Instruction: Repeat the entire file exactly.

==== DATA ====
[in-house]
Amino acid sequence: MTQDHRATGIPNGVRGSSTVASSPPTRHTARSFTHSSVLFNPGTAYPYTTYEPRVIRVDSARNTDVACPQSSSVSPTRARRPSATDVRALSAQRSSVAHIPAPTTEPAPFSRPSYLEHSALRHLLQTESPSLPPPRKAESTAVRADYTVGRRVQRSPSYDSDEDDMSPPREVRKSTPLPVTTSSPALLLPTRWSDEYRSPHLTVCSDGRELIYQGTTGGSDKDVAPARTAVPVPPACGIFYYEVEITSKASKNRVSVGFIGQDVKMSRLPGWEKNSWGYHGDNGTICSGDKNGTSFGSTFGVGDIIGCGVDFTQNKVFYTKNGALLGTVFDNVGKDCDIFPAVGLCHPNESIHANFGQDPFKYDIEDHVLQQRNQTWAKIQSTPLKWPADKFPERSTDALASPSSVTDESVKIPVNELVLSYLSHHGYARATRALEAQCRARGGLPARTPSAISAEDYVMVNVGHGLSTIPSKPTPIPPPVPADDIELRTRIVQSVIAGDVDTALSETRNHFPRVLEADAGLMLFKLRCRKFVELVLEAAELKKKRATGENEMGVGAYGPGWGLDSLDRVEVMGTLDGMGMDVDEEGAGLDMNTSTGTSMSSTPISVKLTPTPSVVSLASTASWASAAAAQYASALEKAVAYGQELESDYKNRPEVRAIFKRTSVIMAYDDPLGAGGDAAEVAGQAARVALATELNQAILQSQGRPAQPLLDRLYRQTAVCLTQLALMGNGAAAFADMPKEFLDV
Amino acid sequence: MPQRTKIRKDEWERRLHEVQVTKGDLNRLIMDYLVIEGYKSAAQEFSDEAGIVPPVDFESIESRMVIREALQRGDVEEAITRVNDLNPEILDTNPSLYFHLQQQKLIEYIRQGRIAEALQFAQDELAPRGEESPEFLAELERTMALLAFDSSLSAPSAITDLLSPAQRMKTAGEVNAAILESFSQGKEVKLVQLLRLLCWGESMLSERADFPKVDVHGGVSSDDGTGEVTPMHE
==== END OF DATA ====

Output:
[in-house]
Amino acid sequence: MTQDHRATGIPNGVRGSSTVASSPPTRHTARSFTHSSVLFNPGTAYPYTTYEPRVIRVDSARNTDVACPQSSSVSPTRARRPSATDVRALSAQRSSVAHIPAPTTEPAPFSRPSYLEHSALRHLLQTESPSLPPPRKAESTAVRADYTVGRRVQRSPSYDSDEDDMSPPREVRKSTPLPVTTSSPALLLPTRWSDEYRSPHLTVCSDGRELIYQGTTGGSDKDVAPARTAVPVPPACGIFYYEVEITSKASKNRVSVGFIGQDVKMSRLPGWEKNSWGYHGDNGTICSGDKNGTSFGSTFGVGDIIGCGVDFTQNKVFYTKNGALLGTVFDNVGKDCDIFPAVGLCHPNESIHANFGQDPFKYDIEDHVLQQRNQTWAKIQSTPLKWPADKFPERSTDALASPSSVTDESVKIPVNELVLSYLSHHGYARATRALEAQCRARGGLPARTPSAISAEDYVMVNVGHGLSTIPSKPTPIPPPVPADDIELRTRIVQSVIAGDVDTALSETRNHFPRVLEADAGLMLFKLRCRKFVELVLEAAELKKKRATGENEMGVGAYGPGWGLDSLDRVEVMGTLDGMGMDVDEEGAGLDMNTSTGTSMSSTPISVKLTPTPSVVSLASTASWASAAAAQYASALEKAVAYGQELESDYKNRPEVRAIFKRTSVIMAYDDPLGAGGDAAEVAGQAARVALATELNQAILQSQGRPAQPLLDRLYRQTAVCLTQLALMGNGAAAFADMPKEFLDV
Amino acid sequence: MPQRTKIRKDEWERRLHEVQVTKGDLNRLIMDYLVIEGYKSAAQEFSDEAGIVPPVDFESIESRMVIREALQRGDVEEAITRVNDLNPEILDTNPSLYFHLQQQKLIEYIRQGRIAEALQFAQDELAPRGEESPEFLAELERTMALLAFDSSLSAPSAITDLLSPAQRMKTAGEVNAAILESFSQGKEVKLVQLLRLLCWGESMLSERADFPKVDVHGGVSSDDGTGEVTPMHE